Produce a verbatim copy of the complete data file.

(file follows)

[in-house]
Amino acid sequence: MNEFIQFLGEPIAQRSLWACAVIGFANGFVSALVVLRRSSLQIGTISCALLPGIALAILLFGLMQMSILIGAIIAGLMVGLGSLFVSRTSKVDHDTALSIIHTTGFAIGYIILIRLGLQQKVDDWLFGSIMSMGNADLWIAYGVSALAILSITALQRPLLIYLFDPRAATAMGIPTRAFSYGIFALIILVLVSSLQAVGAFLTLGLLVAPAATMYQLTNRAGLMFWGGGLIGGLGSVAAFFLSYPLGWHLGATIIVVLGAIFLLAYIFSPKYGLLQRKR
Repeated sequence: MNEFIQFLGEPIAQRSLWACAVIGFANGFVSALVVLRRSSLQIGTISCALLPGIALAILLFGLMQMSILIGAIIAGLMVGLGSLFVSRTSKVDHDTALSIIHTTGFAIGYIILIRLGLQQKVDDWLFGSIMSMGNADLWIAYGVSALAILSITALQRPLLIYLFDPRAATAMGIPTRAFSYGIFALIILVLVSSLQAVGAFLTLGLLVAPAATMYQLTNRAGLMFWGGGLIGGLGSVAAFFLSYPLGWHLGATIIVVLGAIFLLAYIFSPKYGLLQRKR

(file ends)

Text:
[in-house]
Amino acid sequence: MNEFIQFLGEPIAQRSLWACAVIGFANGFVSALVVLRRSSLQIGTISCALLPGIALAILLFGLMQMSILIGAIIAGLMVGLGSLFVSRTSKVDHDTALSIIHTTGFAIGYIILIRLGLQQKVDDWLFGSIMSMGNADLWIAYGVSALAILSITALQRPLLIYLFDPRAATAMGIPTRAFSYGIFALIILVLVSSLQAVGAFLTLGLLVAPAATMYQLTNRAGLMFWGGGLIGGLGSVAAFFLSYPLGWHLGATIIVVLGAIFLLAYIFSPKYGLLQRKR
Repeated sequence: MNEFIQFLGEPIAQRSLWACAVIGFANGFVSALVVLRRSSLQIGTISCALLPGIALAILLFGLMQMSILIGAIIAGLMVGLGSLFVSRTSKVDHDTALSIIHTTGFAIGYIILIRLGLQQKVDDWLFGSIMSMGNADLWIAYGVSALAILSITALQRPLLIYLFDPRAATAMGIPTRAFSYGIFALIILVLVSSLQAVGAFLTLGLLVAPAATMYQLTNRAGLMFWGGGLIGGLGSVAAFFLSYPLGWHLGATIIVVLGAIFLLAYIFSPKYGLLQRKR